Workman sprinted into a swamp behind the chophouse, where he dumped his blood-stained overcoat, and started hiking in the direction of Manhattan, his shoes and pants wet, and smoke coming out of his ears, at the thought of being left for dead after an important hit. Workman found a set of railroad tracks and followed them all night long. The tracks led to a tunnel that went under the Hudson River, and Workman emerged at the break of dawn in downtown Manhattan. He went to a Lower East Side coffee shop, favored by thugs like him, and was mortified when he discovered the Scultz killing was all over the newspapers, and the word on the street, was that Weiss was the lone shooter.
Workman went to a friend’s house in Chelsea for a few hours of sleep, and when he woke up, he phoned Lepke and said he wanted to kill Weiss, for ditching him after the Scultz hit. Lepke called for a sit-down a few days later at Weiss’ home at 400 Ocean Avenue in Brooklyn. Workman told his tale first. When it was Weiss turn to defend himself he said, “I claim hitting the Dutchman was mob business. And I stayed until hitting the Dutch was over. But then the Bug went back in the toilet to give the Dutchman a heist. I claim that was not mob business anymore. It was personal business.”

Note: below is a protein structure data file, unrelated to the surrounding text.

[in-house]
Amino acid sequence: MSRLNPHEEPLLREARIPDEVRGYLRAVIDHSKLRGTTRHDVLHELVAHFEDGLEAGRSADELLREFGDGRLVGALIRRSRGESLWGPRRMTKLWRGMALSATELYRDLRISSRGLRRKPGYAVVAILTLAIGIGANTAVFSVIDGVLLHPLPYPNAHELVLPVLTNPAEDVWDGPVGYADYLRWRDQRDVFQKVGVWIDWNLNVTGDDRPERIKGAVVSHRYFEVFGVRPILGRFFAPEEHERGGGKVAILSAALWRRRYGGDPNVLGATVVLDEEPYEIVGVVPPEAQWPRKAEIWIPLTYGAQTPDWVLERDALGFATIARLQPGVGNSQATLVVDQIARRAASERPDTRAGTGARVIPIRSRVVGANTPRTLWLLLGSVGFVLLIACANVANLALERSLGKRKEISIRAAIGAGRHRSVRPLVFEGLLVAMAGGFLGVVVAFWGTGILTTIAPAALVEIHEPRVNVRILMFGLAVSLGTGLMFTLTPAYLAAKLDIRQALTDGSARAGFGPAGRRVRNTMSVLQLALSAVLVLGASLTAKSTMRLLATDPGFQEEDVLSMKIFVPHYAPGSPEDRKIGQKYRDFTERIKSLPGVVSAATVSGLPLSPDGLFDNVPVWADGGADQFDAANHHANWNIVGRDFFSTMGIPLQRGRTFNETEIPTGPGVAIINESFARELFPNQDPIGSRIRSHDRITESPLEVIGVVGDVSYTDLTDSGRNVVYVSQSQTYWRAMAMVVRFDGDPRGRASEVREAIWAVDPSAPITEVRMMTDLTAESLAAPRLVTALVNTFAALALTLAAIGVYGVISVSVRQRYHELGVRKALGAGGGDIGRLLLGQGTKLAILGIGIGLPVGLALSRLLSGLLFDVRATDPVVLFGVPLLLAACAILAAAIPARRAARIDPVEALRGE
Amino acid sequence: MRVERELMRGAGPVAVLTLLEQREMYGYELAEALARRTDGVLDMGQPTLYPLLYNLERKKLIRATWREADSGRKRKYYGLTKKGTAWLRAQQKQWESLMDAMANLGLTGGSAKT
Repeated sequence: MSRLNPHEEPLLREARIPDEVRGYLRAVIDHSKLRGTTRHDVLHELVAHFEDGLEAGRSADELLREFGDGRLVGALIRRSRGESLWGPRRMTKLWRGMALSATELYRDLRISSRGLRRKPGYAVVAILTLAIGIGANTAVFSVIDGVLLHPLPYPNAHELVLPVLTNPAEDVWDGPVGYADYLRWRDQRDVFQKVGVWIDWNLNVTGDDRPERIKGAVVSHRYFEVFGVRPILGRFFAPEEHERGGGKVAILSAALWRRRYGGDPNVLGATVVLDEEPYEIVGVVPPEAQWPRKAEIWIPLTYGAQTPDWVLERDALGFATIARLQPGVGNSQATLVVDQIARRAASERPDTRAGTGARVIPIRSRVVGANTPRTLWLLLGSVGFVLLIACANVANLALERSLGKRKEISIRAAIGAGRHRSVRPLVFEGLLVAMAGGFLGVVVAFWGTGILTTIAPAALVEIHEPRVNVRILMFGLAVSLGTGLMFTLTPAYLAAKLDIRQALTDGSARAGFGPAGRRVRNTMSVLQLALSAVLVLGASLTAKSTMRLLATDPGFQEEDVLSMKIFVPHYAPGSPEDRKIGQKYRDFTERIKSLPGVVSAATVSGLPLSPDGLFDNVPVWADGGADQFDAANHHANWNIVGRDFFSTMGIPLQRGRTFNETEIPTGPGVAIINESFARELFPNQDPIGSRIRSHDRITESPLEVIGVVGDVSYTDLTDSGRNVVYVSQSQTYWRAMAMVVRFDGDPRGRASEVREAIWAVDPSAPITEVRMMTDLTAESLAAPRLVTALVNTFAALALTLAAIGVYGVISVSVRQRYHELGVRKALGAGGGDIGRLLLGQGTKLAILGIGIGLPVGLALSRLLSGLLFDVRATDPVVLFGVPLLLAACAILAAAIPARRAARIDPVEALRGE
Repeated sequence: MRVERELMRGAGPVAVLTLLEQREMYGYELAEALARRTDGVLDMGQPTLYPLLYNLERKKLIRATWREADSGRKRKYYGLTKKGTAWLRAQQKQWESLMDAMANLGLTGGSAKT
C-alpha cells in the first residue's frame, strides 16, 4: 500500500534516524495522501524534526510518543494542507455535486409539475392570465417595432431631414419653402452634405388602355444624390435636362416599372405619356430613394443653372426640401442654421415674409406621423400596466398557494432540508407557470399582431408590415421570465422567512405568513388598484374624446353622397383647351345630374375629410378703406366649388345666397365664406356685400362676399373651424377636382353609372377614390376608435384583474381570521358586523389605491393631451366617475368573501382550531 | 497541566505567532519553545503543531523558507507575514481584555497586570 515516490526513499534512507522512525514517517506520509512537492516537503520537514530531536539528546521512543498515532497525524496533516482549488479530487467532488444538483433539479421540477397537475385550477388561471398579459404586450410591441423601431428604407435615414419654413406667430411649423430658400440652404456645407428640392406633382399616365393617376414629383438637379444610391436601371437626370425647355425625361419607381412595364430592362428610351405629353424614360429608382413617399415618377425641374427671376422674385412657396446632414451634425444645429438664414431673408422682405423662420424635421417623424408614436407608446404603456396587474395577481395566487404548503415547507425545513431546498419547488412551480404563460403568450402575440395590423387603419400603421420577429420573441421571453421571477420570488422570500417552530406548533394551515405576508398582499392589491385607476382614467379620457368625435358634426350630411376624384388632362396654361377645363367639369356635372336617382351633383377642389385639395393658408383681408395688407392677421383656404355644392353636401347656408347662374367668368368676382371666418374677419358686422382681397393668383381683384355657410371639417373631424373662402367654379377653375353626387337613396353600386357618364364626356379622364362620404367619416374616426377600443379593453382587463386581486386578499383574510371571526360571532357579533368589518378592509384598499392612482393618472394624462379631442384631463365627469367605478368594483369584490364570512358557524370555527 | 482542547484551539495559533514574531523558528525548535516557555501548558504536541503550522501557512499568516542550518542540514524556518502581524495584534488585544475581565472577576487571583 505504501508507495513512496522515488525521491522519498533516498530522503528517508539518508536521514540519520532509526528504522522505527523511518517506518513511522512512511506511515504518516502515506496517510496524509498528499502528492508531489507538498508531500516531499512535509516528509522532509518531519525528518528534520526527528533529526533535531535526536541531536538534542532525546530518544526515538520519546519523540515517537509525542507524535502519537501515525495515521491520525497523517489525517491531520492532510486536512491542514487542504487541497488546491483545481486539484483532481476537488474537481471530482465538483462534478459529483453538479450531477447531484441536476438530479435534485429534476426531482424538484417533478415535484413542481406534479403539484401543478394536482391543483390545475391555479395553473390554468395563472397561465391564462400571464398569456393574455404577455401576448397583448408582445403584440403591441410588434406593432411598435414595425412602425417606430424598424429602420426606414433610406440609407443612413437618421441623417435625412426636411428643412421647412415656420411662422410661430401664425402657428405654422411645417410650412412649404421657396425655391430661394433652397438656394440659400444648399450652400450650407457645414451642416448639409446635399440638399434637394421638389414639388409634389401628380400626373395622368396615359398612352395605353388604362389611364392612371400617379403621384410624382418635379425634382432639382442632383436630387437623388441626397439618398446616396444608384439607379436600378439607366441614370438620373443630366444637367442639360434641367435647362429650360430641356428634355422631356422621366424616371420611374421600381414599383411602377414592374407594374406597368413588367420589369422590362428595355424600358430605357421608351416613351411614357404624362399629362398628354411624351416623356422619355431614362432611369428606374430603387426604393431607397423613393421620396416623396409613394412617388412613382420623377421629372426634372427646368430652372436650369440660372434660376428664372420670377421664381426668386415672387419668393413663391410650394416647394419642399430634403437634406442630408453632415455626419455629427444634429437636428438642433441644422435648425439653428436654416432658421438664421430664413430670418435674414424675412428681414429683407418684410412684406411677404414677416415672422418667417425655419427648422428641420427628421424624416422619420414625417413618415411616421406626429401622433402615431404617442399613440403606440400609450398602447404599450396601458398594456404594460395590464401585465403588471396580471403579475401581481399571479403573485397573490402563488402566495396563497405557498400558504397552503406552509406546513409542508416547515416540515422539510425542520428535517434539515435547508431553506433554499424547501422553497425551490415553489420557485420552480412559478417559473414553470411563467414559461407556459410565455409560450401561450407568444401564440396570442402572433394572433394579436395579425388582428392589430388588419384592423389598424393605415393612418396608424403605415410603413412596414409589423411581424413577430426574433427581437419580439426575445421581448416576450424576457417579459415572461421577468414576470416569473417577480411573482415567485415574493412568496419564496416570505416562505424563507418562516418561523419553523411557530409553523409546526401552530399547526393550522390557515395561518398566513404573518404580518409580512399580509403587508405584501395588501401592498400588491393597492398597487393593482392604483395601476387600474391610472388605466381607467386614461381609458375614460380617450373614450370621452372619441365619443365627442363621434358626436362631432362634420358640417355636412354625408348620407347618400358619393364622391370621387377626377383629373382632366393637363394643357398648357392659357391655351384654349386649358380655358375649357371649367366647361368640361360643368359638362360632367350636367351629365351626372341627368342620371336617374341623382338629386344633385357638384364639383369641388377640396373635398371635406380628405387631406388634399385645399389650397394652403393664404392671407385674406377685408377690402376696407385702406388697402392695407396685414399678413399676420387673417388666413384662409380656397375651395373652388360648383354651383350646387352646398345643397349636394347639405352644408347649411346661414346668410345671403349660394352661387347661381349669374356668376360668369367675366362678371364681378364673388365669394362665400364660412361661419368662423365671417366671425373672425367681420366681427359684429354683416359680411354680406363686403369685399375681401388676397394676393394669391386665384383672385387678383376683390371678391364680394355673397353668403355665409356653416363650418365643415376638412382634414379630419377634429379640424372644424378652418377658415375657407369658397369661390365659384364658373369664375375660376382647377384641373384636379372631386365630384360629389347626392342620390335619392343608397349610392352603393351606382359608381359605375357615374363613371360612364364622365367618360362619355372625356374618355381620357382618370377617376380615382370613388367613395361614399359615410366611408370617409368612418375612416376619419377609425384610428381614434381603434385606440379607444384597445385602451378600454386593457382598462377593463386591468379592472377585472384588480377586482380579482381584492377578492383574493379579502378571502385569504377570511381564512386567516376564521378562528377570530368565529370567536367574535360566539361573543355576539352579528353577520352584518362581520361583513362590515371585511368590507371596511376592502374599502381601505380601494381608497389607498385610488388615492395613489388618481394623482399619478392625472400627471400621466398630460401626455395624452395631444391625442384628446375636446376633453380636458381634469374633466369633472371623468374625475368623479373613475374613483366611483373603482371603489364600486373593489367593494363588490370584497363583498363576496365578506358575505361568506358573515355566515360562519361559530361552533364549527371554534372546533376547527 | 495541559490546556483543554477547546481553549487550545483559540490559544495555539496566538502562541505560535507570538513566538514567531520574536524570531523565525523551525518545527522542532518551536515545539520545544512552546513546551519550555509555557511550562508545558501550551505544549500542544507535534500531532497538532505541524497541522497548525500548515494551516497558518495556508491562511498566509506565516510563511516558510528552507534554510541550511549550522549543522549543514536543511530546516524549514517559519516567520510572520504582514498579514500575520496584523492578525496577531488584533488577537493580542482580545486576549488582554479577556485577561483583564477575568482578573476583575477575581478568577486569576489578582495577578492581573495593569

Lepke ruled in favor of Weiss and told Workman, if he were smart, he’d drop the matter completely and never mention it again, under the treat of maybe getting hit himself. Lepke sent Workman to Miami to cool off, and there Workman met Lucky Luciano, who was part of a nine-man National Crime Syndicate, along with Lepke. Workman need to borrow some cash to lay low, and when he started to mention Weiss’ actions on the night of the Schultz hit, Luciano cut him off, saying, “Here’s the money. Now stop talking about that other thing.”
In 1940, Workman was arrested in Brighton Beach on a change of “vagrancy.” Workman’s pinch was orchestrated by Special Prosecutor Thomas E. Dewey, who was on a mission to arrest, try, convict and execute every member of Murder Incorporated he could get his hands on. By this time Murder Incorporated killer Abe “Kid Twist” Reles had already turned rat, and had told Dewey that Workman had done the Schultz job. This was confirmed by Allie Tannenbaum, maybe Workman’s closest friend in the mob, who had also turned canary.
In 1941, Workman was tried for the Scultz murder. During the trail, when Workman realized he had little chance of acquittal, he changed his plea to “no defense.” Judge Daniel Brennan accepted the plea and sentenced Workman to life in prison.
As Workman was being led from the courtroom, the guards let him speak with his brother Abe. Workman told Abe, “Whatever you do, live honestly. If you make 20 cents a day, make it do for you. If you can’t make an honest living, make the government support you. Keep away from the gangs and don’t be a wise guy. Take care of Mama and Papa and watch ‘Itchy'( his younger brother). He needs watching.”
Workman was sent to Trenton State Prison. In 1942, Workman offered his services to the United States Navy to go on a suicide mission to hit Japan and avenge Pearl Harbor. His request was denied. In 1952, Workman was transferred to Rahway State Prison Farm and he worked there at hard labor until he was paroled in 1964, after almost 23 years in prison. After his release, Workman went straight, getting a job as a salesman in the Garment Center, which was once ruled by his boss Lepke.